To me there’s something magical about the way homemade soup can warm the soul on a blustery autumn day. But what if you don’t have all day to make soup? Don’t sweat it. If all you have is 20 minutes, that’s all the time you need to make any of these three from-scratch soups. They’re so easy and so delicious (and cheap, but let that be our little secret), you’re going to want to make it “soup night” at least once a week until spring.
Homemade Chicken Soup
- 2 14.5-ounce cans chicken broth
- 2 cups baby carrots
- 1 onion, chopped
- 1 clove garlic, minced
- 1/8 teaspoon celery salt
- 2 skinless, boneless chicken breast halves
- 1 tablespoon chopped fresh cilantro or fresh dill (optional)
Today we celebrate cucumbers which will soon be in the peak of their season and dirt cheap! Cucumbers are not only delicious when prepared well, they are packed with antioxidant and anti-inflammatory properties.
Home gardeners would do well to anticipate and plan for a big harvest because cucumbers, like zucchini, have a way to multiplying beyond expectations, and then producing even more. Farmers’ markets are always evident of this truth, where recently I saw a full box for just $5.
Personally, I love cucumbers so much, I would be happy eating them in salad, as pickles, in a sandwich or just straight up with a sprinkle of salt and I mean every day of my life.
One thing to know about cucumbers: When grown in extremely hot temperatures, the cucumber skin can get bitter. You can deal with this by either removing the skin prior to slicing, or soaking the cukes in salt water to remove the bitterness.
Today I have a recipe for you that may take you back to your childhood. It does for me because this is the way my grandmother made cucumber salad.
When I first read about the possible dangers of microwave popcorn, I assumed I would read about issues having to do with sodium and trans fats. What I’ve learned is that the real problem may be with the bag.
The bag almost all microwave popcorn varieties come in is lined with perfluorooctanoic acid (PFOA). This chemical, when heated, has been linked to infertility, cancer and other diseases in lab animals. No long term studies have been conducted on humans, but the EPA now lists this substance as “likely to be carcinogenic to humans.” Holy moly! Likely to be? That’s enough for me to shun the stuff, but that’s not the only reason. Microwave popcorn is relatively expensive!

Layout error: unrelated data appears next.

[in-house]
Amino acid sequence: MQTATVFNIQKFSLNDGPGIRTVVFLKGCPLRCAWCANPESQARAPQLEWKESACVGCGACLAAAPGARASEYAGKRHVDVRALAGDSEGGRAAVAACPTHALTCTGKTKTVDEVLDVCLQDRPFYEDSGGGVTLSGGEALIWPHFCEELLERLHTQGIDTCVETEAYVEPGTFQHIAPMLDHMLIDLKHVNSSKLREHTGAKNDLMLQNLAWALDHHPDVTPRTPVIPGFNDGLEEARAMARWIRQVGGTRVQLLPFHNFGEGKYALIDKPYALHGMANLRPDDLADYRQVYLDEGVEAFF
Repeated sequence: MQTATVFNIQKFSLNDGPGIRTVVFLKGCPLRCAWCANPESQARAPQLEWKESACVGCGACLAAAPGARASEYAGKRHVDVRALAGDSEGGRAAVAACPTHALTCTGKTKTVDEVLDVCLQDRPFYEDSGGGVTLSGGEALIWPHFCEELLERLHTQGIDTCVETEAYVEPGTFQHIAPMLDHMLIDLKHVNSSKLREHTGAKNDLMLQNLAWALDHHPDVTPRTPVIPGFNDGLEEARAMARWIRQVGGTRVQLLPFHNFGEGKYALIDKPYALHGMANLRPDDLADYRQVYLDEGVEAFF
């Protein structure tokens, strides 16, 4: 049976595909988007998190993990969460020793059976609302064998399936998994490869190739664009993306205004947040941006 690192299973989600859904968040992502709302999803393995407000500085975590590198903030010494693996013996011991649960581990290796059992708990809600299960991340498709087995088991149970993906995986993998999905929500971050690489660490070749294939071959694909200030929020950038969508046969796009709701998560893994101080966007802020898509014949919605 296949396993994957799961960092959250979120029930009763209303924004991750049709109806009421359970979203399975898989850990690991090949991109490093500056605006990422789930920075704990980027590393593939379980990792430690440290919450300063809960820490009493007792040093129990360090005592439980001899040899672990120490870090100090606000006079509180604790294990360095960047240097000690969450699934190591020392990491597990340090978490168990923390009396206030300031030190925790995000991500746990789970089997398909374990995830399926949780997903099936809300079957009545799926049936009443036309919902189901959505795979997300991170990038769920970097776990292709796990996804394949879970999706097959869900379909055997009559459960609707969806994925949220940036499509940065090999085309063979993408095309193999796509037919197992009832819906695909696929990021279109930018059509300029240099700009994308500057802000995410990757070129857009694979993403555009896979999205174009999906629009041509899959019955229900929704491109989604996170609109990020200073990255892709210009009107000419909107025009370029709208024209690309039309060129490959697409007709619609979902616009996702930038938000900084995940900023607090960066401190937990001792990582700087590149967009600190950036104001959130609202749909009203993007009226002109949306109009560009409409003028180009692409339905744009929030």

I’ll show you a cost comparison, but first, let me show you how to make popcorn in the microwave with no PFOA-laden bag, and no tertiary butylhydroquinone (TBHQ), annatto extract or propyl gallate added for flavor, color or longevity (ingredients copied from a bag of the stuff). I’m talking fresh, pristine, fabulous popcorn from start to finish in about 3 minutes.
Could you use an extra $50 or $100 next week? If you get motivated there’s a big chance you can slash your family’s food bill by $50 a week without sacrificing health and nutrition. And that will be tax-free cash you have in your hand … not money that requires more overtime or a garage sale before you can get your hands on it.
Notice I said “food” bill, not grocery tab. Unless you’re keeping careful track of your spending, you might not know just how much is being sucked out for restaurants, fast food, school and business lunches, coffee shops and on and on.
There’s not one single way to reduce food costs significantly and consistently. It has to be a combination of strategies: buy right, eat out less and cook at home more.
Coupons. These days shopping with coupons requires more than clipping them from the Sunday paper. You can still do that but you need to know how to grab digital coupons, too. Even with the explosion of ways to add coupons to your grocery dollars, lots of people don’t do it because it’s just not their thing. Or they don’t have the right information or know-how. Two great resources to get you up to speed: 5DollarDinners.com and TheGroceryGame.com.